Authority over unlicensed massage parlours expanded

News Sep 14, 2017 by Bill Jackson Kitchener Post

Amendments to the city’s bylaw governing adult entertainment parlours will make it easier for enforcement officers to gain right-of-entry into unlicensed establishments.

As previously written, the bylaw set right of entry as a condition of the business licence, making it difficult for bylaw officers to clamp down on those in contravention.

In the future, city staff will be able to exercise their full authority under the Municipal Act, which will allow them to inspect all businesses to determine compliance.

“We receive complaints about these types of establishments, both from other business owners and neighbouring properties, and if we can’t gain right of entry it’s difficult for us to do a proper inspection and have those places licensed or escalated to a point where we can shut them down,” said Helen Fylactou, the city’s manager of licensing services.

By definition, “adult entertainment parlours” can range from stores selling adult magazines to strip clubs offering lap dances.

During the past two years, the city says it has only received complaints regarding unlicensed adult massage parlours — just one in 2016, but six already in 2017.

“Under our current bylaw there’s only two places that are permitted to have that with a licence, so if we received that type of complaint, yes, we will go in,” Fylactou said.

Complaints concerning alleged criminal activity are forward to police, but when it comes to massage parlours that aren’t just massage parlours, bylaw officers are now authorized to enter the premises, enabling them to better address concerns moving forward, Fylactou said.

Her report that went to council back in August also modernized language to coincide with the “changing landscapes of adult businesses.”

For example, the definition of adult goods has been expanded to include toy vaginas in addition to penises, however, lubricants and contraceptives are now excluded.

And provided they adhere with various stipulations, businesses are now allowed to carry adult goods without a licence, as long as those products don’t exceed five per cent of the total store area.

“What we are seeing is businesses that typically didn’t carry these types of products are now carrying these types of products that you found at the Love Shop, which is why we made the change,” Fylactou said.

She said more comprehensive review of the bylaw is in staff’s work plan for 2019.

Ed Reiber, manger of a Love Shop in Cambridge, argues a more thorough analysis might benefit the city.

Reiber came before council last Monday to appeal a licence for a new Love Shop at 2399 Kingsway Dr.

While the store requires a zone change or minor variance, it also fell within 400 metres of an adult massage parlour, which is prohibited under the current bylaw.

Reiber said there’s really no entertainment offered at the Love Shop whatsoever, save for the products people purchase to enjoy at home.

“Before there used to be the old, seedy porn store where you could go in, rent a movie, go into a room watch the movie, drop it off and leave,” he said. “Now we’re more of an upscale store. You walk in, you shop, just like any other retail store or whatever. You’re just buying adult goods and you go home.”

No one opposed the Love Shop’s application, not even the owners of the nearby massage parlour, which is a relatively small operation in comparison, Reiber said.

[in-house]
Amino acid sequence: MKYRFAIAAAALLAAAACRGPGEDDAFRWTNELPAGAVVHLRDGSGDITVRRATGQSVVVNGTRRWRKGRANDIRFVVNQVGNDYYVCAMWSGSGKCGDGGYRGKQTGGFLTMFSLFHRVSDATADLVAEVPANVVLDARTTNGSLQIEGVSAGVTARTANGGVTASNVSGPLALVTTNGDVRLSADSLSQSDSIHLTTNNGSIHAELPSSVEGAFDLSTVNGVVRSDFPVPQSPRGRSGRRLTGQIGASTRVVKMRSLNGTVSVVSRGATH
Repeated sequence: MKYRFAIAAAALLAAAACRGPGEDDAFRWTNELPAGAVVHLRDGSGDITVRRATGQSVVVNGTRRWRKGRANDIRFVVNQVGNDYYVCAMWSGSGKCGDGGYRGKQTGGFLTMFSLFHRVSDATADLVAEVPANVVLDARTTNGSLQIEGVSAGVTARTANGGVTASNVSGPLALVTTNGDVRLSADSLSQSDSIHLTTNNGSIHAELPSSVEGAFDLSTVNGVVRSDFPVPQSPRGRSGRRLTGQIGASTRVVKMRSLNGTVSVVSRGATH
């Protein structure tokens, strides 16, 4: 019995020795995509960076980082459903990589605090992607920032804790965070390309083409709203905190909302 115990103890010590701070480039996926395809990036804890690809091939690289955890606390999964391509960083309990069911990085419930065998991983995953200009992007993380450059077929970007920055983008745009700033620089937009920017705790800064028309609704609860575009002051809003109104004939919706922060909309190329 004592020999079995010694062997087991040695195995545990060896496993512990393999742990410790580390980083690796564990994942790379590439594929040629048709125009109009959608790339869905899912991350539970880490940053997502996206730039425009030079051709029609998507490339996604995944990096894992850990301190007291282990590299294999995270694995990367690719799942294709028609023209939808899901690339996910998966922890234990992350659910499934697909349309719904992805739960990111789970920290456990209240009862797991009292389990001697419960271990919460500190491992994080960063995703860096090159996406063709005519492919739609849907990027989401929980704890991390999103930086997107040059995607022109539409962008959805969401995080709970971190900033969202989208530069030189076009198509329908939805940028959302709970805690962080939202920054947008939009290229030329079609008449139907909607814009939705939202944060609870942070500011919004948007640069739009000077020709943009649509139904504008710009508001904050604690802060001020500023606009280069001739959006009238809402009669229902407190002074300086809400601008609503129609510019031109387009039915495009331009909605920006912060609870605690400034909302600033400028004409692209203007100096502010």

“We’re looking at roughly a 7,000- to 10,000-square-foot space for the store,” he said. “That’s a lot of difference in tax dollars for the city.”

Coun. Scott Davey said he doesn’t believe in government-imposed morality in such instances and council voted to approve the licence subject only to the required zone change.

A similar mindset might be needed moving forward, Reiber warned.

“With the changes in society, people don’t go out anymore,” he said. “They stay home.”


Authority over unlicensed massage parlours expanded

News Sep 14, 2017 by Bill Jackson Kitchener Post

Amendments to the city’s bylaw governing adult entertainment parlours will make it easier for enforcement officers to gain right-of-entry into unlicensed establishments.

As previously written, the bylaw set right of entry as a condition of the business licence, making it difficult for bylaw officers to clamp down on those in contravention.

In the future, city staff will be able to exercise their full authority under the Municipal Act, which will allow them to inspect all businesses to determine compliance.

“We receive complaints about these types of establishments, both from other business owners and neighbouring properties, and if we can’t gain right of entry it’s difficult for us to do a proper inspection and have those places licensed or escalated to a point where we can shut them down,” said Helen Fylactou, the city’s manager of licensing services.

By definition, “adult entertainment parlours” can range from stores selling adult magazines to strip clubs offering lap dances.

During the past two years, the city says it has only received complaints regarding unlicensed adult massage parlours — just one in 2016, but six already in 2017.

“Under our current bylaw there’s only two places that are permitted to have that with a licence, so if we received that type of complaint, yes, we will go in,” Fylactou said.

Complaints concerning alleged criminal activity are forward to police, but when it comes to massage parlours that aren’t just massage parlours, bylaw officers are now authorized to enter the premises, enabling them to better address concerns moving forward, Fylactou said.

Her report that went to council back in August also modernized language to coincide with the “changing landscapes of adult businesses.”

For example, the definition of adult goods has been expanded to include toy vaginas in addition to penises, however, lubricants and contraceptives are now excluded.